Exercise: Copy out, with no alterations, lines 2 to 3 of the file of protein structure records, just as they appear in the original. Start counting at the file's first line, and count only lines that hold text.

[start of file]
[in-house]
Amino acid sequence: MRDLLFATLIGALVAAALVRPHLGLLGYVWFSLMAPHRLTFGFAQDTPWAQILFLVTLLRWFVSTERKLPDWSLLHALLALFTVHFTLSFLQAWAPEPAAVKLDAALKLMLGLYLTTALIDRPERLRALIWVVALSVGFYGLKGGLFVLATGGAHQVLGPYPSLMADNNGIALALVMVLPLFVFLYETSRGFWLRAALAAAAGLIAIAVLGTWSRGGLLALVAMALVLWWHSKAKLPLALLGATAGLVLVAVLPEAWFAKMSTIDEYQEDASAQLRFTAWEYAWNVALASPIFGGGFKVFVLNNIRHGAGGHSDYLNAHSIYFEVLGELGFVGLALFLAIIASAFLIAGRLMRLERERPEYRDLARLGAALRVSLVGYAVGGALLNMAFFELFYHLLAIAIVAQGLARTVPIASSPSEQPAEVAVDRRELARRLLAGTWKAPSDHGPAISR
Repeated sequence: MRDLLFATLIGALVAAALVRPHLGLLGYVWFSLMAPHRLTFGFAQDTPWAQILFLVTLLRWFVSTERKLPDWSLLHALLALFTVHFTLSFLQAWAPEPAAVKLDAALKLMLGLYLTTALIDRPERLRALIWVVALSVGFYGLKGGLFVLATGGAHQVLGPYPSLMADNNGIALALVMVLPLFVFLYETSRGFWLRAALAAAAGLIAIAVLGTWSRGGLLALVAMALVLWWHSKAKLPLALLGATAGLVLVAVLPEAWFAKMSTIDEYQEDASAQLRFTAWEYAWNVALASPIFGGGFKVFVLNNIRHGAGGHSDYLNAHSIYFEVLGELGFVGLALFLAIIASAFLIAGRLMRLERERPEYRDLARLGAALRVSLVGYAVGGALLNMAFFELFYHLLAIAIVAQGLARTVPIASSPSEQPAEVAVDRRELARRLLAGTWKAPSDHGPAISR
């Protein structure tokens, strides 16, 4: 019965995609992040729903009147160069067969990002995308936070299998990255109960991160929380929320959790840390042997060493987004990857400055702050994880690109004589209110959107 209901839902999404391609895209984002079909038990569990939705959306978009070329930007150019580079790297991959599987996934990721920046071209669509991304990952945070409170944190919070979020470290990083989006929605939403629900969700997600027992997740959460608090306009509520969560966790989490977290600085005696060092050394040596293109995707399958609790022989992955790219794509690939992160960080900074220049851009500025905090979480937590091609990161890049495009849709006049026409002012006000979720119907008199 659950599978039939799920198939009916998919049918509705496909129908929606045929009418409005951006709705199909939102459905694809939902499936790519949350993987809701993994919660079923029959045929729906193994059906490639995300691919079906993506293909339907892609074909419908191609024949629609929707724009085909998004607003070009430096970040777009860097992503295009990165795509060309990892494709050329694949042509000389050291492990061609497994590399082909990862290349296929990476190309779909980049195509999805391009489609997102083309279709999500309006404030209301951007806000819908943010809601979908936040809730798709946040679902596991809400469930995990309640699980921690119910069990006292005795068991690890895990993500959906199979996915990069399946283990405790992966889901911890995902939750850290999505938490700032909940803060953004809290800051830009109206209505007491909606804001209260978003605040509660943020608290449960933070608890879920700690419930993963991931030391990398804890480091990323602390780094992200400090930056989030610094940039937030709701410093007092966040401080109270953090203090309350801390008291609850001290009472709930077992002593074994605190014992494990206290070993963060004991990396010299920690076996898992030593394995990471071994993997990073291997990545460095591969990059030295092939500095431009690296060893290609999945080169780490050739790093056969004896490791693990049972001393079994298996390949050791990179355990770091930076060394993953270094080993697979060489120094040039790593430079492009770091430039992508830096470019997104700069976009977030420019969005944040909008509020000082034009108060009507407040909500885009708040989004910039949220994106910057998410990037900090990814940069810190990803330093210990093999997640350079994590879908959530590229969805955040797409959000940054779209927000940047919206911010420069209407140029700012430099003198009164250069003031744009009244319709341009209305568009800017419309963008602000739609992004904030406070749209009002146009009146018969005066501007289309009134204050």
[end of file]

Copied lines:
Amino acid sequence: MRDLLFATLIGALVAAALVRPHLGLLGYVWFSLMAPHRLTFGFAQDTPWAQILFLVTLLRWFVSTERKLPDWSLLHALLALFTVHFTLSFLQAWAPEPAAVKLDAALKLMLGLYLTTALIDRPERLRALIWVVALSVGFYGLKGGLFVLATGGAHQVLGPYPSLMADNNGIALALVMVLPLFVFLYETSRGFWLRAALAAAAGLIAIAVLGTWSRGGLLALVAMALVLWWHSKAKLPLALLGATAGLVLVAVLPEAWFAKMSTIDEYQEDASAQLRFTAWEYAWNVALASPIFGGGFKVFVLNNIRHGAGGHSDYLNAHSIYFEVLGELGFVGLALFLAIIASAFLIAGRLMRLERERPEYRDLARLGAALRVSLVGYAVGGALLNMAFFELFYHLLAIAIVAQGLARTVPIASSPSEQPAEVAVDRRELARRLLAGTWKAPSDHGPAISR
Repeated sequence: MRDLLFATLIGALVAAALVRPHLGLLGYVWFSLMAPHRLTFGFAQDTPWAQILFLVTLLRWFVSTERKLPDWSLLHALLALFTVHFTLSFLQAWAPEPAAVKLDAALKLMLGLYLTTALIDRPERLRALIWVVALSVGFYGLKGGLFVLATGGAHQVLGPYPSLMADNNGIALALVMVLPLFVFLYETSRGFWLRAALAAAAGLIAIAVLGTWSRGGLLALVAMALVLWWHSKAKLPLALLGATAGLVLVAVLPEAWFAKMSTIDEYQEDASAQLRFTAWEYAWNVALASPIFGGGFKVFVLNNIRHGAGGHSDYLNAHSIYFEVLGELGFVGLALFLAIIASAFLIAGRLMRLERERPEYRDLARLGAALRVSLVGYAVGGALLNMAFFELFYHLLAIAIVAQGLARTVPIASSPSEQPAEVAVDRRELARRLLAGTWKAPSDHGPAISR